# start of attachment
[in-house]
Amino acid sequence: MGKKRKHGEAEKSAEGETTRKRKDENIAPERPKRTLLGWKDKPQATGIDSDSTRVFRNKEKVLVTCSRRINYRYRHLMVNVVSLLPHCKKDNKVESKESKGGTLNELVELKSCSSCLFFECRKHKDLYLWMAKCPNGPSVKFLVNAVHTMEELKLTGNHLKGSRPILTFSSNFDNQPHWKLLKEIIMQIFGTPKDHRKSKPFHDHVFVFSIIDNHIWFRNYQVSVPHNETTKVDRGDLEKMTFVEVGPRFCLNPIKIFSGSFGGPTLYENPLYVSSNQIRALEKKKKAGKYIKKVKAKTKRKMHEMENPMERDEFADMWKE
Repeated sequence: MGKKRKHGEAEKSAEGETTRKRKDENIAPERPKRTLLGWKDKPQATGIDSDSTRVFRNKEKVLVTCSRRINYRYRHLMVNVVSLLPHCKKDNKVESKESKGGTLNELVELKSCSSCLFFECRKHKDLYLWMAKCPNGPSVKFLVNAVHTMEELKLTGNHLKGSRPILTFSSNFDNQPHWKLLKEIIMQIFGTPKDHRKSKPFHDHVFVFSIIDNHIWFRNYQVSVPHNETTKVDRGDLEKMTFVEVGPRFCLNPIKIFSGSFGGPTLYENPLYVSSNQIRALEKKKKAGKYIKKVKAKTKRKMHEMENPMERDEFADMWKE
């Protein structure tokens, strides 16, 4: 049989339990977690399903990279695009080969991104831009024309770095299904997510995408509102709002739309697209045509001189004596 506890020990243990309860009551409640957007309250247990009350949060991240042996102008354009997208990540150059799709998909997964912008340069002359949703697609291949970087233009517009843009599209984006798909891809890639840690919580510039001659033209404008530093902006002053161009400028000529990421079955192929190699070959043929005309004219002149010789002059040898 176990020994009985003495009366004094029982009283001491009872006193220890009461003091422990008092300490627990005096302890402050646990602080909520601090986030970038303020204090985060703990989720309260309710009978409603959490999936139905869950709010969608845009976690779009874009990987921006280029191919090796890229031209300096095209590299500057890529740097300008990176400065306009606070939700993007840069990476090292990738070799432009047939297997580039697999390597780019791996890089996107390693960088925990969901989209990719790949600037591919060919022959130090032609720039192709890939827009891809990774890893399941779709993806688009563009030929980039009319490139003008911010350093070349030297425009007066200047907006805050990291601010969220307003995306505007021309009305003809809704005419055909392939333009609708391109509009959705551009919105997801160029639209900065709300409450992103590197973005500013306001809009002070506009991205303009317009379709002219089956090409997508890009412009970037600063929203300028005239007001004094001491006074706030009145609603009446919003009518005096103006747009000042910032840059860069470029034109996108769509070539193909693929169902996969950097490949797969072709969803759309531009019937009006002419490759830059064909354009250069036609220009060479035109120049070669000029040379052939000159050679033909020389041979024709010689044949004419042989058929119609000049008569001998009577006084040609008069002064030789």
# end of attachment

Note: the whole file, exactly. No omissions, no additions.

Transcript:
[in-house]
Amino acid sequence: MGKKRKHGEAEKSAEGETTRKRKDENIAPERPKRTLLGWKDKPQATGIDSDSTRVFRNKEKVLVTCSRRINYRYRHLMVNVVSLLPHCKKDNKVESKESKGGTLNELVELKSCSSCLFFECRKHKDLYLWMAKCPNGPSVKFLVNAVHTMEELKLTGNHLKGSRPILTFSSNFDNQPHWKLLKEIIMQIFGTPKDHRKSKPFHDHVFVFSIIDNHIWFRNYQVSVPHNETTKVDRGDLEKMTFVEVGPRFCLNPIKIFSGSFGGPTLYENPLYVSSNQIRALEKKKKAGKYIKKVKAKTKRKMHEMENPMERDEFADMWKE
Repeated sequence: MGKKRKHGEAEKSAEGETTRKRKDENIAPERPKRTLLGWKDKPQATGIDSDSTRVFRNKEKVLVTCSRRINYRYRHLMVNVVSLLPHCKKDNKVESKESKGGTLNELVELKSCSSCLFFECRKHKDLYLWMAKCPNGPSVKFLVNAVHTMEELKLTGNHLKGSRPILTFSSNFDNQPHWKLLKEIIMQIFGTPKDHRKSKPFHDHVFVFSIIDNHIWFRNYQVSVPHNETTKVDRGDLEKMTFVEVGPRFCLNPIKIFSGSFGGPTLYENPLYVSSNQIRALEKKKKAGKYIKKVKAKTKRKMHEMENPMERDEFADMWKE
């Protein structure tokens, strides 16, 4: 049989339990977690399903990279695009080969991104831009024309770095299904997510995408509102709002739309697209045509001189004596 506890020990243990309860009551409640957007309250247990009350949060991240042996102008354009997208990540150059799709998909997964912008340069002359949703697609291949970087233009517009843009599209984006798909891809890639840690919580510039001659033209404008530093902006002053161009400028000529990421079955192929190699070959043929005309004219002149010789002059040898 176990020994009985003495009366004094029982009283001491009872006193220890009461003091422990008092300490627990005096302890402050646990602080909520601090986030970038303020204090985060703990989720309260309710009978409603959490999936139905869950709010969608845009976690779009874009990987921006280029191919090796890229031209300096095209590299500057890529740097300008990176400065306009606070939700993007840069990476090292990738070799432009047939297997580039697999390597780019791996890089996107390693960088925990969901989209990719790949600037591919060919022959130090032609720039192709890939827009891809990774890893399941779709993806688009563009030929980039009319490139003008911010350093070349030297425009007066200047907006805050990291601010969220307003995306505007021309009305003809809704005419055909392939333009609708391109509009959705551009919105997801160029639209900065709300409450992103590197973005500013306001809009002070506009991205303009317009379709002219089956090409997508890009412009970037600063929203300028005239007001004094001491006074706030009145609603009446919003009518005096103006747009000042910032840059860069470029034109996108769509070539193909693929169902996969950097490949797969072709969803759309531009019937009006002419490759830059064909354009250069036609220009060479035109120049070669000029040379052939000159050679033909020389041979024709010689044949004419042989058929119609000049008569001998009577006084040609008069002064030789």